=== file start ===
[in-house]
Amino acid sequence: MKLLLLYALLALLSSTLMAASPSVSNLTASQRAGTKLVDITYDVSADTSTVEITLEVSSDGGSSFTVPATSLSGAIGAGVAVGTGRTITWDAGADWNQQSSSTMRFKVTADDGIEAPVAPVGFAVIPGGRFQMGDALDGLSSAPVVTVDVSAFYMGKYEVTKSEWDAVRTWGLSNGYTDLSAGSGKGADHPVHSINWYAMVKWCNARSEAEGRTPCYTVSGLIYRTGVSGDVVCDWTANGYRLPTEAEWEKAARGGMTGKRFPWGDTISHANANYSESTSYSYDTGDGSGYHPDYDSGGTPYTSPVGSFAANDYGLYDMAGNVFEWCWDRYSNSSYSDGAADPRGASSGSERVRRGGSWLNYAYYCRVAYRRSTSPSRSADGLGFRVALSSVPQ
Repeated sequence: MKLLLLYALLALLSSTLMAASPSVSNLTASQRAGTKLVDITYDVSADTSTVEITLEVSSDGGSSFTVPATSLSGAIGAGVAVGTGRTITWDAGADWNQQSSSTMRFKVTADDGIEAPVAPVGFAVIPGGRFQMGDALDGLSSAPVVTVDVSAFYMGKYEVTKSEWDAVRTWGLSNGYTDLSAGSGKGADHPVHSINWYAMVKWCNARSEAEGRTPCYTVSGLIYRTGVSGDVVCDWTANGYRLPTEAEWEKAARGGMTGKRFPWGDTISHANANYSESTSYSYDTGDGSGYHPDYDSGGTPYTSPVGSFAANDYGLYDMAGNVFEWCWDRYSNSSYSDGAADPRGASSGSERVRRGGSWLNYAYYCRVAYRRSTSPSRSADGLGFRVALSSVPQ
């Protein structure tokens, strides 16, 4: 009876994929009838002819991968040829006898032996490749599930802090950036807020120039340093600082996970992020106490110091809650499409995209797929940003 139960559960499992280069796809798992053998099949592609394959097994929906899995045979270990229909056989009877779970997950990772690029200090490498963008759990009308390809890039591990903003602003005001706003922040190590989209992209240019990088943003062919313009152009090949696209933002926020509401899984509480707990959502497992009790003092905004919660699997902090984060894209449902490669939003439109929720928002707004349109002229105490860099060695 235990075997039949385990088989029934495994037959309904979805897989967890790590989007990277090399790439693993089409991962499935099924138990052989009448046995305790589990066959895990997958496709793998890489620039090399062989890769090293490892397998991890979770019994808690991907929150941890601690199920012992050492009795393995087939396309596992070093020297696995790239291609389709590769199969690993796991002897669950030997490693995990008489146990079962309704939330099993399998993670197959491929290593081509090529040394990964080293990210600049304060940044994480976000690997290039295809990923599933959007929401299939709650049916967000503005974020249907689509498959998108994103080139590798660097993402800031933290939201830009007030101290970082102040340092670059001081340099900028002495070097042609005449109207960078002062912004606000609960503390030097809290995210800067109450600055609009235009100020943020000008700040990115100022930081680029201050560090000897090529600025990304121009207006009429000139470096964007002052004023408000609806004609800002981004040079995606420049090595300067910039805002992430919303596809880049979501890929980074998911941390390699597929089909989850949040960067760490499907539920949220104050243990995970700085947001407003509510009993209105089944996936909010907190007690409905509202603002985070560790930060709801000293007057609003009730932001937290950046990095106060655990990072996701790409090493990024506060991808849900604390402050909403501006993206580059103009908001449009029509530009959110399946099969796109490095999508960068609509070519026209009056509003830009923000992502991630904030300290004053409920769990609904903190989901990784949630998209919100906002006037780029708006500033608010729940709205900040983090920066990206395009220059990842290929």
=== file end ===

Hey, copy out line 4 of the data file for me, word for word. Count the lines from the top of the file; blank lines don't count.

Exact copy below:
């Protein structure tokens, strides 16, 4: 009876994929009838002819991968040829006898032996490749599930802090950036807020120039340093600082996970992020106490110091809650499409995209797929940003 139960559960499992280069796809798992053998099949592609394959097994929906899995045979270990229909056989009877779970997950990772690029200090490498963008759990009308390809890039591990903003602003005001706003922040190590989209992209240019990088943003062919313009152009090949696209933002926020509401899984509480707990959502497992009790003092905004919660699997902090984060894209449902490669939003439109929720928002707004349109002229105490860099060695 235990075997039949385990088989029934495994037959309904979805897989967890790590989007990277090399790439693993089409991962499935099924138990052989009448046995305790589990066959895990997958496709793998890489620039090399062989890769090293490892397998991890979770019994808690991907929150941890601690199920012992050492009795393995087939396309596992070093020297696995790239291609389709590769199969690993796991002897669950030997490693995990008489146990079962309704939330099993399998993670197959491929290593081509090529040394990964080293990210600049304060940044994480976000690997290039295809990923599933959007929401299939709650049916967000503005974020249907689509498959998108994103080139590798660097993402800031933290939201830009007030101290970082102040340092670059001081340099900028002495070097042609005449109207960078002062912004606000609960503390030097809290995210800067109450600055609009235009100020943020000008700040990115100022930081680029201050560090000897090529600025990304121009207006009429000139470096964007002052004023408000609806004609800002981004040079995606420049090595300067910039805002992430919303596809880049979501890929980074998911941390390699597929089909989850949040960067760490499907539920949220104050243990995970700085947001407003509510009993209105089944996936909010907190007690409905509202603002985070560790930060709801000293007057609003009730932001937290950046990095106060655990990072996701790409090493990024506060991808849900604390402050909403501006993206580059103009908001449009029509530009959110399946099969796109490095999508960068609509070519026209009056509003830009923000992502991630904030300290004053409920769990609904903190989901990784949630998209919100906002006037780029708006500033608010729940709205900040983090920066990206395009220059990842290929």